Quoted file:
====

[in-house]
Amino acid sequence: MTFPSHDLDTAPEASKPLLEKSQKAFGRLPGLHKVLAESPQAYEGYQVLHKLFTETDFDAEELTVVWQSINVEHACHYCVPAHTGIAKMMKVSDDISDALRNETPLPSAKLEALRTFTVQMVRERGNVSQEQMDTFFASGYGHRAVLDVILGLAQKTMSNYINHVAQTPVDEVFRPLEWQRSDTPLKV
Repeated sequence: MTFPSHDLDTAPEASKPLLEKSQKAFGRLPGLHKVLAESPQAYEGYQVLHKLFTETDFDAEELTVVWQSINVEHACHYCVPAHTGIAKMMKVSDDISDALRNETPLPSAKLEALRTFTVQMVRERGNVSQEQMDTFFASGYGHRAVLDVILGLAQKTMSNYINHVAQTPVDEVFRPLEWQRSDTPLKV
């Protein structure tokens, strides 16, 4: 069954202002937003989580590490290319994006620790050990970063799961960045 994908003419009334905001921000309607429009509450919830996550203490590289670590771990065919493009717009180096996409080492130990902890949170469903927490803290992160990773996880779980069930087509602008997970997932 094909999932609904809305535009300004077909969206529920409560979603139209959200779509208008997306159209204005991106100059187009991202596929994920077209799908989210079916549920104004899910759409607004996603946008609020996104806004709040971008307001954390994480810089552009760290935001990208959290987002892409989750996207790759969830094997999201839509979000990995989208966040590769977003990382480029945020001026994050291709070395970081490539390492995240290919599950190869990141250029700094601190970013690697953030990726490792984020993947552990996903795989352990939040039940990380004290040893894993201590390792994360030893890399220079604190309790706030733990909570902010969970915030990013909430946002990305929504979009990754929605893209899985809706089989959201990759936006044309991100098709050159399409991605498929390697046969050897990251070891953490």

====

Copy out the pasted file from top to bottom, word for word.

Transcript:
[in-house]
Amino acid sequence: MTFPSHDLDTAPEASKPLLEKSQKAFGRLPGLHKVLAESPQAYEGYQVLHKLFTETDFDAEELTVVWQSINVEHACHYCVPAHTGIAKMMKVSDDISDALRNETPLPSAKLEALRTFTVQMVRERGNVSQEQMDTFFASGYGHRAVLDVILGLAQKTMSNYINHVAQTPVDEVFRPLEWQRSDTPLKV
Repeated sequence: MTFPSHDLDTAPEASKPLLEKSQKAFGRLPGLHKVLAESPQAYEGYQVLHKLFTETDFDAEELTVVWQSINVEHACHYCVPAHTGIAKMMKVSDDISDALRNETPLPSAKLEALRTFTVQMVRERGNVSQEQMDTFFASGYGHRAVLDVILGLAQKTMSNYINHVAQTPVDEVFRPLEWQRSDTPLKV
């Protein structure tokens, strides 16, 4: 069954202002937003989580590490290319994006620790050990970063799961960045 994908003419009334905001921000309607429009509450919830996550203490590289670590771990065919493009717009180096996409080492130990902890949170469903927490803290992160990773996880779980069930087509602008997970997932 094909999932609904809305535009300004077909969206529920409560979603139209959200779509208008997306159209204005991106100059187009991202596929994920077209799908989210079916549920104004899910759409607004996603946008609020996104806004709040971008307001954390994480810089552009760290935001990208959290987002892409989750996207790759969830094997999201839509979000990995989208966040590769977003990382480029945020001026994050291709070395970081490539390492995240290919599950190869990141250029700094601190970013690697953030990726490792984020993947552990996903795989352990939040039940990380004290040893894993201590390792994360030893890399220079604190309790706030733990909570902010969970915030990013909430946002990305929504979009990754929605893209899985809706089989959201990759936006044309991100098709050159399409991605498929390697046969050897990251070891953490």